Republicans, fresh off their tax cut victory last month, are now eyeing cuts to America’s social safety net. To Paul Ryan, who has “been dreaming” about cutting welfare since his college days, the matter is critical because trimming programs such as Medicaid and Social Security is, according to Ryan, “how you tackle the debt and the deficit.”
But critics have drawn attention to the hypocrisy of Republicans’ plan to cut welfare programs directly after passing their tax bill, which experts say is likely to cause a major deficit increase. The non-partisan Joint Committee on Tax Reform warned that the GOP plan could add over $1 trillion to the deficit.
The primary beneficiaries of the tax plan were large corporations and wealthy Americans.
Bernie Sanders repeatedly hammered Republicans for their plan to use safety net cuts as a means to finance their tax bill. Shortly before the bill was passed, he tweeted the following:
Republicans have not even signed their tax cuts for billionaires into law and they are already promising to make cuts to Medicare, Medicaid and Social Security. pic.twitter.com/viu4gRRjec
— Bernie Sanders (@SenSanders) December 20, 2017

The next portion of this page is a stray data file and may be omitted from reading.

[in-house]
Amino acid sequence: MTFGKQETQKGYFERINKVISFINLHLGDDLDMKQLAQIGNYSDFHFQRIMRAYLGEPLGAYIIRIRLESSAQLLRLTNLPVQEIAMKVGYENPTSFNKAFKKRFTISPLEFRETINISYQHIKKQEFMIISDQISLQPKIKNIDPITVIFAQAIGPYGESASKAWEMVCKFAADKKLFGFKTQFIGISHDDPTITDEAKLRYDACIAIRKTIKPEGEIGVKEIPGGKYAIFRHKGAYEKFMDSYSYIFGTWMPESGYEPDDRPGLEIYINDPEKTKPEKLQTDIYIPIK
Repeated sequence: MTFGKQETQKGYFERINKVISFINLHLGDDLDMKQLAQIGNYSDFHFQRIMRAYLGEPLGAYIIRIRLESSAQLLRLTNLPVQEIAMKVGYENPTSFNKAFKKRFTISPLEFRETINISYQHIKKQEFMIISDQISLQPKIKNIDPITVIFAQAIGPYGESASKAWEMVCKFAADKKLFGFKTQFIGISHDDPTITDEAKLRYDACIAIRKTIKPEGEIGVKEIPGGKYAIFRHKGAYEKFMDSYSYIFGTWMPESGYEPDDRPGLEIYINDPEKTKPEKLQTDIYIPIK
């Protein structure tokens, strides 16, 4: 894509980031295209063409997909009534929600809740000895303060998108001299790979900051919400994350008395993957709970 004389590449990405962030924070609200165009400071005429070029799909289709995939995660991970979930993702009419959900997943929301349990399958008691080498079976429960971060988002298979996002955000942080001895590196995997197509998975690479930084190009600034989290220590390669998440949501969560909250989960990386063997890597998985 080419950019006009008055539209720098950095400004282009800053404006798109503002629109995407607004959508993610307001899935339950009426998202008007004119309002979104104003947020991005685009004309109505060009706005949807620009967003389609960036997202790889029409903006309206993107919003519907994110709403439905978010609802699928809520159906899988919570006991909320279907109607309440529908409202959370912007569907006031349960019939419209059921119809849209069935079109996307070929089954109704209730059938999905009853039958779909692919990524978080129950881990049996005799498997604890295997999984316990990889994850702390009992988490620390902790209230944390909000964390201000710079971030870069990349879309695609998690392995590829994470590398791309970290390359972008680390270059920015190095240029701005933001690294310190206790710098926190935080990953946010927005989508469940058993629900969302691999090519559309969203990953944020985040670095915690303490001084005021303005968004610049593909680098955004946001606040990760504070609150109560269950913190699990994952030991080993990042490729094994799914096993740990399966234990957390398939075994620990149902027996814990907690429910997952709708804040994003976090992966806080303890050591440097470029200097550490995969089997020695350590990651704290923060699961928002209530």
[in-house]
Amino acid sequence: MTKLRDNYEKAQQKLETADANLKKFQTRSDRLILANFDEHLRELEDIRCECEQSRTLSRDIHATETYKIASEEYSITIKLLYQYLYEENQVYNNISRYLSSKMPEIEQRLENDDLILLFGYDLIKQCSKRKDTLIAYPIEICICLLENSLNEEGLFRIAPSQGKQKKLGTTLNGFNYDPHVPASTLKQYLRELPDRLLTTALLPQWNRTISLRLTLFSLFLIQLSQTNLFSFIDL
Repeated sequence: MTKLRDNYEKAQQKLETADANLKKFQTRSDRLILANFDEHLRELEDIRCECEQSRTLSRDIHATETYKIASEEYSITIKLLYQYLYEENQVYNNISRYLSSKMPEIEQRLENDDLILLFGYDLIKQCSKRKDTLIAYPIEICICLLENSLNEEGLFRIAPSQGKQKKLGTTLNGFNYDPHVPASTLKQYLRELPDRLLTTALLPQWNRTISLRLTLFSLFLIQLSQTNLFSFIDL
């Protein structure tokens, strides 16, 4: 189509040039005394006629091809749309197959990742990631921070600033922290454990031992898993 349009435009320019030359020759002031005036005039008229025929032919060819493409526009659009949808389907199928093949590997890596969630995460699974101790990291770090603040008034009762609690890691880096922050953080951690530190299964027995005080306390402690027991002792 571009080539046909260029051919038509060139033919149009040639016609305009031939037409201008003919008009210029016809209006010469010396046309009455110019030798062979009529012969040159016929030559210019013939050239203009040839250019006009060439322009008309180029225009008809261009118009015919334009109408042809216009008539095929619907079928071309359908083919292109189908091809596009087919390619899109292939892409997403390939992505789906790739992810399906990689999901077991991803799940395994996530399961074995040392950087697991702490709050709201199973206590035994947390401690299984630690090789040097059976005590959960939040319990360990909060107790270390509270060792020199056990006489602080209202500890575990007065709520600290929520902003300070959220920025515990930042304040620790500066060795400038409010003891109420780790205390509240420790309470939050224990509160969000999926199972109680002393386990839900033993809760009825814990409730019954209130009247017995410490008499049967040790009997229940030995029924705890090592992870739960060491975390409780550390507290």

While campaigning, Trump promised that we would not make cuts to Medicaid, Medicare and Social Security. But, after private talks with Republicans, it seems he is changing his position.
Just this week, Trump enabled states to add work requirements to their Medicaid programs, a step that Obama consistently refused to take.
The Republican position seems to be that people need to be given freedom from the entrapment of federal welfare. “We have a welfare system that’s trapping people in poverty and effectively paying people not to work,” said Paul Ryan in December.
However, many Republicans including Senate Majority Leader Mitch McConnell are not convinced that welfare cuts make sense. Major political fallout could result from such a move, and Republicans need to tread carefully in this risky midterm election year.